New Thorpe Biography, available Oct. 19, 2010!



Jim Thorpe: "On the Mark"
Photo courtesy of Cumberland County Historical Society
May not be reproduced without permission of CCHS.


A Dedication

Friday, April 17 1999 marked the campaign kick-off banquet sponsored by the Jim Thorpe Sports Hall of Fame.  For Pennsylvanians, resolutions were introduced by the state house and senate representatives supporting the campaign to recognize Jim Thorpe as the "Greatest Athlete of the Twentieth Century."  Present also were staff for members of the U.S. House of Representatives and U.S. Senator Rick Santorum - all showing up to present Grace Thorpe, daughter of the great athlete, with their respective resolutions of support.  The hall was the scene of a flurry of media and fans and a crescendo of excitement preceded the ceremonial entrance by Grace Thorpe with Senator Santorum.  After short speeches and acknowledgments, and a delicious meal, featured speakers gave testimony to the greatest athlete of the first half of the twentieth century.  I was honored to be able to give a slide presentation about the Carlisle Indian School, introducing its history and Jim Thorpe's contributions to that controversial institution.

Jim Thorpe bears a unique place in history and his legacy lives on.  Regardless of whether or not we are satisfied with the various millennium rankings touted by news and sports organizations, we can be proud of the legacy he leaves.  The most telling testament to that legacy is the eloquence with which his descendants continue his story.  This page is dedicated to Grace, Gail, Jack and Bill Thorpe, and their  relatives who continue to keep him alive in all of our hearts.  It's sometimes a good thing to be able to look critically at the history that was Carlisle, but it's always a good thing to experience the magic of what Jim Thorpe brought to Carlisle.   Thank you for your tireless efforts on behalf of your dad, and Carlisle.
                                                               With great respect,

An honoring, gathering, and inoska, pow wow, of family and friends

SATURDAY, MAY 26, 2001

Family, friends, tribal members, and advocates of Jim Thorpe gathered at the Sac and Fox Nation Community Building, located on Route 99, five miles south of Stroud, Oklahoma for the Jim Thorpe Honor Day honoring him as Athlete of the Century on Saturday, May 26, 2001 beginning at 9:00 AM.  The gathering and reunion was hosted by sons, daughters, and grandchildren of Jim Thorpe, whose birthday is May 22, when he would have been 114 years old. The Sac and Fox Nation sponsored an Inoska, Pow Wow, that evening beginning with gourd dancing at 3:00 p.m..

People came for the reunion at 9:00 AM. followed by a pot luck luncheon at noon. The Jim Thorpe all-American movie starring Burt Lancaster, and video documentaries including the History Channel, Channel Two, ESPN, KOSU, and ABC were shown; and an early radio interview was aired. People who had written or produced books, audio and visual productions about Jim Thorpe also participated with presentations and testimonials to the great athlete.  Among them were David Hurst Thomas, Kate Buford, Ellen Staurowsky, and Bob Whitman.  It was a family reunion, but many of us - the invited outsiders - who find ourselves recounting the Thorpe legacy with awe and admiration, were welcomed to add our voices to the testimonials.

Jack Thorpe, son of Jim Thorpe and former Principal Chief of the Sac and Fox Nation, emceed speeches, stories, and presentations about Jim Thorpe. Grace Thorpe made a presentation on the Justice for Jim Thorpe campaign, an effort to restore the trophies that were taken from him after winning the pentathlon and decathlon at the 1912 Olympics. Jim Thorpe photo albums and scrap books were displayed and those attending brought their own family memorabilia. Tables lined the hall with exhibits and paraphernalia to honor Jim Thorpe. A family tree was developed with information and stories relating to the Thorpe family including a Family Tree of Jim Thorpe, developed by Grace Thorpe.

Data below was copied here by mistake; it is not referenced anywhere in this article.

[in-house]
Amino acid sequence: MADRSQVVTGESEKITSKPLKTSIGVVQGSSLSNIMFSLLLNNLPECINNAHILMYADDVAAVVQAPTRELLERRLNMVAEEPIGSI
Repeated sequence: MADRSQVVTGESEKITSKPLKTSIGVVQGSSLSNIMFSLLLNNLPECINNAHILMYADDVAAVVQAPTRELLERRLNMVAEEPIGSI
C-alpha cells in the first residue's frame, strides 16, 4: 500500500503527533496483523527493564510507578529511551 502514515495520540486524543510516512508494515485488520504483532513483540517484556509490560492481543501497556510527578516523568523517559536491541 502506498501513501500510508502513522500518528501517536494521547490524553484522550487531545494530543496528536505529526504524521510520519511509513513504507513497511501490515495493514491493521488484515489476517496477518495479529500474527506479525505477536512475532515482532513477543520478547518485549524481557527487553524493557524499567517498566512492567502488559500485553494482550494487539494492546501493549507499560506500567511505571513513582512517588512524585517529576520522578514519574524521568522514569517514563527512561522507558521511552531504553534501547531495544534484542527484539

The Sac and Fox Nation sponsored an inoska, pow wow which began with gourd dancing at 3:00 P.M., a traditional Sac and Fox supper served at 5:30 P.M., followed by traditional and contemporary dances.  All in all, it was a spectacular event, one which this writer will be hard-pressed to surpass....

Barb Landis


Editorial Comment

Carlisle's Olympic Heroes.

     YOU, sir, are the greatest athlete in the world,” said King Gustav of Sweden, as he crowned James Thorpe, the American Indian of the Carlisle Indian School, with the laurel wreath of victory, and presented to him a beautiful bronze bust of himself, made by the leading sculptor of Sweden.
     The Indian race of this country came prominently to the forefront in athletic prowess at the Olympic games, which were held during the month of July in Stockholm, Sweden. While the United States was victorious in track events, she cannot be unmindful of the part which the aboriginal Americans took in helping to swell the victory. It had been charged on previous Olympic meets that the Americans specialized in athletics, but this was refuted this year when America captured the Pentathlon and the Decathlon, the two all-round championship events, which were purposely put into the games this year because it was thought that Europeans would excel in both. These two events were captured by an American Indian. Tewanima, the fleet-footed Hopi runner from the Carlisle School, was the only American to gain points in the long-distance races, and he came in second in the lO,OOO-meter race, thus capturing two points; while his schoolmate, Thorpe, won six points and the all-round championship for his country. This dual victory means much for the American Indian. 
     Thorpe’s achievement was recognized officially by the President of the United States, the Secretary of the Interior, the Commissioner of Indian Affairs, and others, who wrote letters of congratulation to him. 
     On their return from Europe to the school, these two athletes, with Mr. Glenn Warner, athletic director of the school, who is considered the foremost coach in America, were tendered a great reception by the citizens in Carlisle. There was a monster parade, a public meeting at which addresses of welcome were delivered, athletic sports, a large dinner at the Elks, a parade and welcome by the Indian students, fireworks at the Indian School, and a reception in the schools Gymnasium, at which nearly a thousand were present. This days celebration was considered, by people who have lived in Carlisle for many years, as the finest welcome and most successful celebration ever held in the town. Carlisle raised nearly $1,100 to extend this greeting.